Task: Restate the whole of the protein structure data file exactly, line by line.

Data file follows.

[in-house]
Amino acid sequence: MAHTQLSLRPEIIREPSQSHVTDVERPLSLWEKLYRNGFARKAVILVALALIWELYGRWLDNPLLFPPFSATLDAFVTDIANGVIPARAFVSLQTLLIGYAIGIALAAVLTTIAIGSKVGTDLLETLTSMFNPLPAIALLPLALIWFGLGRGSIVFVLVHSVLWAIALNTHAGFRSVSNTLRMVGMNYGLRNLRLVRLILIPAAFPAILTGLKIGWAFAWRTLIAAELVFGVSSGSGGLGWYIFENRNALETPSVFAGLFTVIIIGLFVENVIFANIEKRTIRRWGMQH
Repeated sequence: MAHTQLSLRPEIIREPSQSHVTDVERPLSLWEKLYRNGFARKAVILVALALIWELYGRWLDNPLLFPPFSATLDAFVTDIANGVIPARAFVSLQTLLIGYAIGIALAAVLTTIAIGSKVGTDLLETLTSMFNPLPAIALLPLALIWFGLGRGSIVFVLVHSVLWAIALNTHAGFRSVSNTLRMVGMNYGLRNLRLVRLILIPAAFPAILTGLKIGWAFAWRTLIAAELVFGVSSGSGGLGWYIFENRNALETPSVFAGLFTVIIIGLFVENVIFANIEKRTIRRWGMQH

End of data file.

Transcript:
[in-house]
Amino acid sequence: MAHTQLSLRPEIIREPSQSHVTDVERPLSLWEKLYRNGFARKAVILVALALIWELYGRWLDNPLLFPPFSATLDAFVTDIANGVIPARAFVSLQTLLIGYAIGIALAAVLTTIAIGSKVGTDLLETLTSMFNPLPAIALLPLALIWFGLGRGSIVFVLVHSVLWAIALNTHAGFRSVSNTLRMVGMNYGLRNLRLVRLILIPAAFPAILTGLKIGWAFAWRTLIAAELVFGVSSGSGGLGWYIFENRNALETPSVFAGLFTVIIIGLFVENVIFANIEKRTIRRWGMQH
Repeated sequence: MAHTQLSLRPEIIREPSQSHVTDVERPLSLWEKLYRNGFARKAVILVALALIWELYGRWLDNPLLFPPFSATLDAFVTDIANGVIPARAFVSLQTLLIGYAIGIALAAVLTTIAIGSKVGTDLLETLTSMFNPLPAIALLPLALIWFGLGRGSIVFVLVHSVLWAIALNTHAGFRSVSNTLRMVGMNYGLRNLRLVRLILIPAAFPAILTGLKIGWAFAWRTLIAAELVFGVSSGSGGLGWYIFENRNALETPSVFAGLFTVIIIGLFVENVIFANIEKRTIRRWGMQH